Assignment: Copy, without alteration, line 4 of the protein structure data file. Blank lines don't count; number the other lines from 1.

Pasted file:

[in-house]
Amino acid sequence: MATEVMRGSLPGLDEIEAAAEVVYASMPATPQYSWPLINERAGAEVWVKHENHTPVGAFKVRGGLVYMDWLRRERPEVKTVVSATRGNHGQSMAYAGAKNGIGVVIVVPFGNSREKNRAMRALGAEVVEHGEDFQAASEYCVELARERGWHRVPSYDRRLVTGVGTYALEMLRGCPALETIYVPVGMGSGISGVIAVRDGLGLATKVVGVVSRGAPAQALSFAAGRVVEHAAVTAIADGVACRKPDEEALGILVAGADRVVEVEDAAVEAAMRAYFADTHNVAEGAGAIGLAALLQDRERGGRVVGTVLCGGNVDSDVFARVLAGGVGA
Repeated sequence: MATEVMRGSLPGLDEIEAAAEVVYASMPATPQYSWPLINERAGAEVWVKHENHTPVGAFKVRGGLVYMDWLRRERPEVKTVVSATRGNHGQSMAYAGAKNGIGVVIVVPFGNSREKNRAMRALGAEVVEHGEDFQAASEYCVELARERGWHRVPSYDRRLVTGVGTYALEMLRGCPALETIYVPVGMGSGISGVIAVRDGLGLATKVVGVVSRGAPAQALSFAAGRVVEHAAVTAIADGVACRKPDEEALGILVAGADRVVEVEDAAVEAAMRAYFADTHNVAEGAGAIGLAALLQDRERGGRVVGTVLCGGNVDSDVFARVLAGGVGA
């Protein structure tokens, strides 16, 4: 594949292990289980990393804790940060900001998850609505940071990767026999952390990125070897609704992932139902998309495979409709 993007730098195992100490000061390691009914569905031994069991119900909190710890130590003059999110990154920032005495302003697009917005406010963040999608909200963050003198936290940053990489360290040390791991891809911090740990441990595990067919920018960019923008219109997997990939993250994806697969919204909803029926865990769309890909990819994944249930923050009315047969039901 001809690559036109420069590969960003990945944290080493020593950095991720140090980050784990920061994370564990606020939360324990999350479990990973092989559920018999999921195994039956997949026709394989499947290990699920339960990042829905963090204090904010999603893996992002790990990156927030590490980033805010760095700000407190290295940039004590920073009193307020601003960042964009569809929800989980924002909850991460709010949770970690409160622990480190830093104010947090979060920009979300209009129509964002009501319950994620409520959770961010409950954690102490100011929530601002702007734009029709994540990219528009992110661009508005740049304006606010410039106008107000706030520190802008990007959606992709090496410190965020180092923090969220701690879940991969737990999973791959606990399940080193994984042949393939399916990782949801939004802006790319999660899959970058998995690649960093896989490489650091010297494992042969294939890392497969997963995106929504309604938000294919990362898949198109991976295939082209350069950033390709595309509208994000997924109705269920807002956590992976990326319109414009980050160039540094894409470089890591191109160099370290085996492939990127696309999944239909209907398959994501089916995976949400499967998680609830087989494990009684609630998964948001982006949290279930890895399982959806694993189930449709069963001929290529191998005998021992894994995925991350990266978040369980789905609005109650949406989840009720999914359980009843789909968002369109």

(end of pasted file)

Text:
């Protein structure tokens, strides 16, 4: 594949292990289980990393804790940060900001998850609505940071990767026999952390990125070897609704992932139902998309495979409709 993007730098195992100490000061390691009914569905031994069991119900909190710890130590003059999110990154920032005495302003697009917005406010963040999608909200963050003198936290940053990489360290040390791991891809911090740990441990595990067919920018960019923008219109997997990939993250994806697969919204909803029926865990769309890909990819994944249930923050009315047969039901 001809690559036109420069590969960003990945944290080493020593950095991720140090980050784990920061994370564990606020939360324990999350479990990973092989559920018999999921195994039956997949026709394989499947290990699920339960990042829905963090204090904010999603893996992002790990990156927030590490980033805010760095700000407190290295940039004590920073009193307020601003960042964009569809929800989980924002909850991460709010949770970690409160622990480190830093104010947090979060920009979300209009129509964002009501319950994620409520959770961010409950954690102490100011929530601002702007734009029709994540990219528009992110661009508005740049304006606010410039106008107000706030520190802008990007959606992709090496410190965020180092923090969220701690879940991969737990999973791959606990399940080193994984042949393939399916990782949801939004802006790319999660899959970058998995690649960093896989490489650091010297494992042969294939890392497969997963995106929504309604938000294919990362898949198109991976295939082209350069950033390709595309509208994000997924109705269920807002956590992976990326319109414009980050160039540094894409470089890591191109160099370290085996492939990127696309999944239909209907398959994501089916995976949400499967998680609830087989494990009684609630998964948001982006949290279930890895399982959806694993189930449709069963001929290529191998005998021992894994995925991350990266978040369980789905609005109650949406989840009720999914359980009843789909968002369109």